“There are much larger forces at work, like broadcast journalism, which devalues and does more damage than freelancers working for free do,” he said, adding that democracy is what’s at stake, not fair wages.

“The work needs to get done,” Emslie added. “Journalism is too important of an industry that it should be left to the whims of the market.”

Journalists, both old school and new, agree problems plague the profession: lack of pay; exploitation of new media; massive layoffs; outsourcing; corporate consolidation and attacks on democracy are prevalent. The solutions, however, are not so clear.

“Sometimes being a journalist and labor activist feels like putting messages in bottles and throwing them out to sea.” Snyder said.

Brian Rinker

Brian Rinker

Brian Rinker is an award-winning journalist based in the San Francisco Bay Area. He earned an associate degree in journalism from the City College of San Francisco before transferring to SF State where he currently is seeking a bachelor's degree in journalism. Brian reports on a wide range of topics ranging from local politics to urban beekeeping to students who moonlight as porn stars, and his passion lies in telling stories through the eyes of the individuals affected by the issues effecting our communities. Having spent most of his twenties drinking alcoholically and shooting heroin, Brian didn't develop a passion for journalism-- or anything else for that matter-- until he got sober at 29. He put down the needle and picked up the pen. Brian now uses his experience and strength to help others and serve the community.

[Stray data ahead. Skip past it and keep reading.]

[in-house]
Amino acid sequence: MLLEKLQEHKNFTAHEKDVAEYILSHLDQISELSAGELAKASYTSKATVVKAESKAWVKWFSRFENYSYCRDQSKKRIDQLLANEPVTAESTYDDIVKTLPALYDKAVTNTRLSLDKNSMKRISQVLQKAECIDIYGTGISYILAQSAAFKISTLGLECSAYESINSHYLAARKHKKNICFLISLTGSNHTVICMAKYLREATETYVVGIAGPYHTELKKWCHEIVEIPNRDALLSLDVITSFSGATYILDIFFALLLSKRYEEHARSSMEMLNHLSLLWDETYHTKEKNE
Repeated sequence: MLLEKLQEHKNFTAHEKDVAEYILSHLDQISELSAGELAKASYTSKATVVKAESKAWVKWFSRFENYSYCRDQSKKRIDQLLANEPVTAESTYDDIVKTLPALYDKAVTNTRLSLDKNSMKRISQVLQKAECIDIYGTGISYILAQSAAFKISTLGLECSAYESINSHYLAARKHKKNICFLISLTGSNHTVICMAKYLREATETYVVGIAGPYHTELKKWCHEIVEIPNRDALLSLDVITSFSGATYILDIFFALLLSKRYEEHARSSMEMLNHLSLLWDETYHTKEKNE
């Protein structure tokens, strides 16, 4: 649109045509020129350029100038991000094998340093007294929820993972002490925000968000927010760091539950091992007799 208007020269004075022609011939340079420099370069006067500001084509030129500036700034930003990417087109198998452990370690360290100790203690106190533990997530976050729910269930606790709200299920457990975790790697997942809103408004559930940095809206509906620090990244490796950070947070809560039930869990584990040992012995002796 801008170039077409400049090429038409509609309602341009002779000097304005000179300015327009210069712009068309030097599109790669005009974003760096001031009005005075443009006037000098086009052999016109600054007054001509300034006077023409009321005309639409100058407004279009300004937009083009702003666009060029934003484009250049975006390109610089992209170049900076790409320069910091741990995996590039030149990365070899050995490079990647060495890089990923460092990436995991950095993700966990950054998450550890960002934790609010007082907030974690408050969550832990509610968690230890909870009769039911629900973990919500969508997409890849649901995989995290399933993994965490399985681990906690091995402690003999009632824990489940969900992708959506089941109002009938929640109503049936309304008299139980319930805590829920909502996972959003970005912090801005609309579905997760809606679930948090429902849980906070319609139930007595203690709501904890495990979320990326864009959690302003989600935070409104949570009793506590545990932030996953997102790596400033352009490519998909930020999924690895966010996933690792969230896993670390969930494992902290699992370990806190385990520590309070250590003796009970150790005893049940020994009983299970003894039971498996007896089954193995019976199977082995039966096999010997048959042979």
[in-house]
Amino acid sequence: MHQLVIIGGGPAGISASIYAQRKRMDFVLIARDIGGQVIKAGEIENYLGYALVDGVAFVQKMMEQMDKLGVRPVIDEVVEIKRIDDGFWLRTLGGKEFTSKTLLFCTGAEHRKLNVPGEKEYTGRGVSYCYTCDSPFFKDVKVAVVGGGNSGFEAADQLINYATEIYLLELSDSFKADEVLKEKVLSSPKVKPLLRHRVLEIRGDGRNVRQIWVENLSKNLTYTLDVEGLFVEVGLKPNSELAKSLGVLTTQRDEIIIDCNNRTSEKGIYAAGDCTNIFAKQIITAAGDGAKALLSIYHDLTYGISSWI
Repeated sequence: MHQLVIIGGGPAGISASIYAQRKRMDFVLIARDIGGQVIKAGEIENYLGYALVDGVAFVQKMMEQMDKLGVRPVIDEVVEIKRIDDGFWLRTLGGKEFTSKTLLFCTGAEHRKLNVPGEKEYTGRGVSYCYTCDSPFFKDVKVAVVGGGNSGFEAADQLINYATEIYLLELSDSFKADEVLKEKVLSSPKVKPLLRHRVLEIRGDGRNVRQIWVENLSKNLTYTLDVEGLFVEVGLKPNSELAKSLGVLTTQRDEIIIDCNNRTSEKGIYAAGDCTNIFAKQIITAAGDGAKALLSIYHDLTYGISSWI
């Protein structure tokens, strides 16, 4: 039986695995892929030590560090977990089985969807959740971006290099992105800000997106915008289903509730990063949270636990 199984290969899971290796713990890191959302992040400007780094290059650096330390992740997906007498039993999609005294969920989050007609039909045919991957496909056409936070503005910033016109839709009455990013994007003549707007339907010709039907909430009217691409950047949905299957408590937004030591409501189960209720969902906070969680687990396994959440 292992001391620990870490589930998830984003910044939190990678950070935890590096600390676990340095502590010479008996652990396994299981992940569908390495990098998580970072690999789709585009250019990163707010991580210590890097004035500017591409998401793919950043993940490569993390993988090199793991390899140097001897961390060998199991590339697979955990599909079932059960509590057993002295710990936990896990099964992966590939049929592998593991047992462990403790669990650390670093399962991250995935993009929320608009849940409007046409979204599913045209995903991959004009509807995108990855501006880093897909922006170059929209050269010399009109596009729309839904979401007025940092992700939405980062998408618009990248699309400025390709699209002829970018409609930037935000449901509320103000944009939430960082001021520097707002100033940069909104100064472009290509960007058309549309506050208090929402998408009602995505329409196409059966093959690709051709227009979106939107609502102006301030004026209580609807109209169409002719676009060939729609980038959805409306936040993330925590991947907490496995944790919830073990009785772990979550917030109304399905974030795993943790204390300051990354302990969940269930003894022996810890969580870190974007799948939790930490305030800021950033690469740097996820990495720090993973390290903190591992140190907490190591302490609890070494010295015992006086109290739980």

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  • Larryg601